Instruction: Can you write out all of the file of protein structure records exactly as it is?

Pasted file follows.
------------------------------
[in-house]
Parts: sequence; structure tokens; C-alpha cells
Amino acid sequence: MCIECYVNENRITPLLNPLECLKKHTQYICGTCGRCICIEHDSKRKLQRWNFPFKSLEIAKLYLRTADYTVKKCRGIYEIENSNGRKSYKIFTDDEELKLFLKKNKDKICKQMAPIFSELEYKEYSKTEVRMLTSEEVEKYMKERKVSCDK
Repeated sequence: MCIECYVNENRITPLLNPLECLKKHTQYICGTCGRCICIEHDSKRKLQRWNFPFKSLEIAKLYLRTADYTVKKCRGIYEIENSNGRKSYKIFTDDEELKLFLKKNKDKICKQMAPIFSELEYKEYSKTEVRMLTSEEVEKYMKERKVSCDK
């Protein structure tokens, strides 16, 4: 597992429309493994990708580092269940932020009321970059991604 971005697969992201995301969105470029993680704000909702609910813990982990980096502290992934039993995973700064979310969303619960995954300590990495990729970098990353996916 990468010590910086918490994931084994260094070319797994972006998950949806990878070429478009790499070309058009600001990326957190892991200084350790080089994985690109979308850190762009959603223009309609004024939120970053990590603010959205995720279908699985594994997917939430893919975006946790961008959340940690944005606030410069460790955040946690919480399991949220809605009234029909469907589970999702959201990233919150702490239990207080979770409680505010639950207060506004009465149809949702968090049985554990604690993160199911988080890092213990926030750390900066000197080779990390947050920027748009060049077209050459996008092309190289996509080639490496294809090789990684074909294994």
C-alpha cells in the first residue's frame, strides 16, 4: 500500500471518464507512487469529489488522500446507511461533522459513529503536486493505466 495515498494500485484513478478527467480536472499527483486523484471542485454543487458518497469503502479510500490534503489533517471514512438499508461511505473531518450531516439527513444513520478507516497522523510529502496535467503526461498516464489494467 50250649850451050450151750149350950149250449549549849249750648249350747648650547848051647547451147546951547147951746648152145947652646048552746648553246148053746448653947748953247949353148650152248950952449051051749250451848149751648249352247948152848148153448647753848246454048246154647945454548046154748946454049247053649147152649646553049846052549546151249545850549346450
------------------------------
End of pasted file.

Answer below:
[in-house]
Parts: sequence; structure tokens; C-alpha cells
Amino acid sequence: MCIECYVNENRITPLLNPLECLKKHTQYICGTCGRCICIEHDSKRKLQRWNFPFKSLEIAKLYLRTADYTVKKCRGIYEIENSNGRKSYKIFTDDEELKLFLKKNKDKICKQMAPIFSELEYKEYSKTEVRMLTSEEVEKYMKERKVSCDK
Repeated sequence: MCIECYVNENRITPLLNPLECLKKHTQYICGTCGRCICIEHDSKRKLQRWNFPFKSLEIAKLYLRTADYTVKKCRGIYEIENSNGRKSYKIFTDDEELKLFLKKNKDKICKQMAPIFSELEYKEYSKTEVRMLTSEEVEKYMKERKVSCDK
């Protein structure tokens, strides 16, 4: 597992429309493994990708580092269940932020009321970059991604 971005697969992201995301969105470029993680704000909702609910813990982990980096502290992934039993995973700064979310969303619960995954300590990495990729970098990353996916 990468010590910086918490994931084994260094070319797994972006998950949806990878070429478009790499070309058009600001990326957190892991200084350790080089994985690109979308850190762009959603223009309609004024939120970053990590603010959205995720279908699985594994997917939430893919975006946790961008959340940690944005606030410069460790955040946690919480399991949220809605009234029909469907589970999702959201990233919150702490239990207080979770409680505010639950207060506004009465149809949702968090049985554990604690993160199911988080890092213990926030750390900066000197080779990390947050920027748009060049077209050459996008092309190289996509080639490496294809090789990684074909294994």
C-alpha cells in the first residue's frame, strides 16, 4: 500500500471518464507512487469529489488522500446507511461533522459513529503536486493505466 495515498494500485484513478478527467480536472499527483486523484471542485454543487458518497469503502479510500490534503489533517471514512438499508461511505473531518450531516439527513444513520478507516497522523510529502496535467503526461498516464489494467 50250649850451050450151750149350950149250449549549849249750648249350747648650547848051647547451147546951547147951746648152145947652646048552746648553246148053746448653947748953247949353148650152248950952449051051749250451848149751648249352247948152848148153448647753848246454048246154647945454548046154748946454049247053649147152649646553049846052549546151249545850549346450